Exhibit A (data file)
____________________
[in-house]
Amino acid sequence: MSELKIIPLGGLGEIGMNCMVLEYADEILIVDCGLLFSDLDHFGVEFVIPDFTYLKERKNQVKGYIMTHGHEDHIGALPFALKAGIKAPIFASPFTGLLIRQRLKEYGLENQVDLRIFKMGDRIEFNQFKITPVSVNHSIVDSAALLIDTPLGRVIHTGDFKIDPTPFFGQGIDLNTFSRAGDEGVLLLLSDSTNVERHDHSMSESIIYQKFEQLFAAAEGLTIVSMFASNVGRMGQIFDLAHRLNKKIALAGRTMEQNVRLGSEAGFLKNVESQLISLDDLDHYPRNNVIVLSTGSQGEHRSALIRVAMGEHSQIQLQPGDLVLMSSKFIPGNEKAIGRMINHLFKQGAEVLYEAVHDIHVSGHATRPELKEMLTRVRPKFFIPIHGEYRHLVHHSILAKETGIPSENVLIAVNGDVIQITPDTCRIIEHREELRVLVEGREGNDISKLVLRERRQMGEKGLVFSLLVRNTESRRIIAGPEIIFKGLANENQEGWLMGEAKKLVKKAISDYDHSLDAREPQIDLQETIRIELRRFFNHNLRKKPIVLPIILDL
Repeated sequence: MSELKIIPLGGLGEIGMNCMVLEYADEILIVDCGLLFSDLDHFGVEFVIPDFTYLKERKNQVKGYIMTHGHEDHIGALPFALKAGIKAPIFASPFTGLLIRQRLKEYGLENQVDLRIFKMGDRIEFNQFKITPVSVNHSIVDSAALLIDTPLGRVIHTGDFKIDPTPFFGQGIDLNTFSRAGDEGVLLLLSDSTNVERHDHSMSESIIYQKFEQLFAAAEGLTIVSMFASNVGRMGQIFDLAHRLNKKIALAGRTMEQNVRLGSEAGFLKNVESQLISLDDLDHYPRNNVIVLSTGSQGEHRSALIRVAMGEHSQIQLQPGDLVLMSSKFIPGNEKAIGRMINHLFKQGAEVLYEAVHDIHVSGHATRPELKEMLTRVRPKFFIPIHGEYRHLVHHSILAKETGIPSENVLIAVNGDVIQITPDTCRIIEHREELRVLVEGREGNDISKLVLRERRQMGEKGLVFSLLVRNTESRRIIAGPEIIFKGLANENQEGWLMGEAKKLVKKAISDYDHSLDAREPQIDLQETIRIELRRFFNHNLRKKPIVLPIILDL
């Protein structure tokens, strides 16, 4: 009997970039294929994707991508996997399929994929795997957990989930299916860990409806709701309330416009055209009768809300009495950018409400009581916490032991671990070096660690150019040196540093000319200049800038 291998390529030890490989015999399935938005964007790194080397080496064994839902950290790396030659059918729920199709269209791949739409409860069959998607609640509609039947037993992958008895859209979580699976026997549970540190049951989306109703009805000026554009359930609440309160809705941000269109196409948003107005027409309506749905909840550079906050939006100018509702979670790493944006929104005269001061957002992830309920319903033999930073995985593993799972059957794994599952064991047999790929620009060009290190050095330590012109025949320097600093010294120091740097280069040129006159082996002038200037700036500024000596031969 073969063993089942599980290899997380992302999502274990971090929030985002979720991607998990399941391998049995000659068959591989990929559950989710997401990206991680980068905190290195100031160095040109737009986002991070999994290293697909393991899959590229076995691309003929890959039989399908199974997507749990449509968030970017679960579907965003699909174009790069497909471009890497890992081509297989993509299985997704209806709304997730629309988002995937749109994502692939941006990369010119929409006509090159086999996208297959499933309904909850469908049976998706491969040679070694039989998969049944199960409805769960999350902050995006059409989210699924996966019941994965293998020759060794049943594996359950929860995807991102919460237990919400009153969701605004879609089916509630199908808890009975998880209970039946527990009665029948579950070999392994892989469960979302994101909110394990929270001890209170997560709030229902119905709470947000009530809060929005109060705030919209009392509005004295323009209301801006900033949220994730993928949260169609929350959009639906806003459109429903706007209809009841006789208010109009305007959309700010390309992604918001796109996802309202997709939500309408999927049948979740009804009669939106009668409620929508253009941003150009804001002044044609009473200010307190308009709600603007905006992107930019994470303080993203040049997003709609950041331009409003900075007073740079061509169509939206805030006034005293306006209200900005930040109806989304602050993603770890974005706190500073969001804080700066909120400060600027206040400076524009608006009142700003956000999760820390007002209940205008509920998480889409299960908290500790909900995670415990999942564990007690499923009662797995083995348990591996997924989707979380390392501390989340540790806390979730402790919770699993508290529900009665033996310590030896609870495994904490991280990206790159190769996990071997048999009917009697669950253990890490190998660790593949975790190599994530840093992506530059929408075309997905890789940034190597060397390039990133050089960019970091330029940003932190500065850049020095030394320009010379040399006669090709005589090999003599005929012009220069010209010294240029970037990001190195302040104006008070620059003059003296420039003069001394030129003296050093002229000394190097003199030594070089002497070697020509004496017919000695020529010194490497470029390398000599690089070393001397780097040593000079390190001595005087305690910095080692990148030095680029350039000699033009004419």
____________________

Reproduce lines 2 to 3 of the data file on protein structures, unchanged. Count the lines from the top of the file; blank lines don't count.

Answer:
Amino acid sequence: MSELKIIPLGGLGEIGMNCMVLEYADEILIVDCGLLFSDLDHFGVEFVIPDFTYLKERKNQVKGYIMTHGHEDHIGALPFALKAGIKAPIFASPFTGLLIRQRLKEYGLENQVDLRIFKMGDRIEFNQFKITPVSVNHSIVDSAALLIDTPLGRVIHTGDFKIDPTPFFGQGIDLNTFSRAGDEGVLLLLSDSTNVERHDHSMSESIIYQKFEQLFAAAEGLTIVSMFASNVGRMGQIFDLAHRLNKKIALAGRTMEQNVRLGSEAGFLKNVESQLISLDDLDHYPRNNVIVLSTGSQGEHRSALIRVAMGEHSQIQLQPGDLVLMSSKFIPGNEKAIGRMINHLFKQGAEVLYEAVHDIHVSGHATRPELKEMLTRVRPKFFIPIHGEYRHLVHHSILAKETGIPSENVLIAVNGDVIQITPDTCRIIEHREELRVLVEGREGNDISKLVLRERRQMGEKGLVFSLLVRNTESRRIIAGPEIIFKGLANENQEGWLMGEAKKLVKKAISDYDHSLDAREPQIDLQETIRIELRRFFNHNLRKKPIVLPIILDL
Repeated sequence: MSELKIIPLGGLGEIGMNCMVLEYADEILIVDCGLLFSDLDHFGVEFVIPDFTYLKERKNQVKGYIMTHGHEDHIGALPFALKAGIKAPIFASPFTGLLIRQRLKEYGLENQVDLRIFKMGDRIEFNQFKITPVSVNHSIVDSAALLIDTPLGRVIHTGDFKIDPTPFFGQGIDLNTFSRAGDEGVLLLLSDSTNVERHDHSMSESIIYQKFEQLFAAAEGLTIVSMFASNVGRMGQIFDLAHRLNKKIALAGRTMEQNVRLGSEAGFLKNVESQLISLDDLDHYPRNNVIVLSTGSQGEHRSALIRVAMGEHSQIQLQPGDLVLMSSKFIPGNEKAIGRMINHLFKQGAEVLYEAVHDIHVSGHATRPELKEMLTRVRPKFFIPIHGEYRHLVHHSILAKETGIPSENVLIAVNGDVIQITPDTCRIIEHREELRVLVEGREGNDISKLVLRERRQMGEKGLVFSLLVRNTESRRIIAGPEIIFKGLANENQEGWLMGEAKKLVKKAISDYDHSLDAREPQIDLQETIRIELRRFFNHNLRKKPIVLPIILDL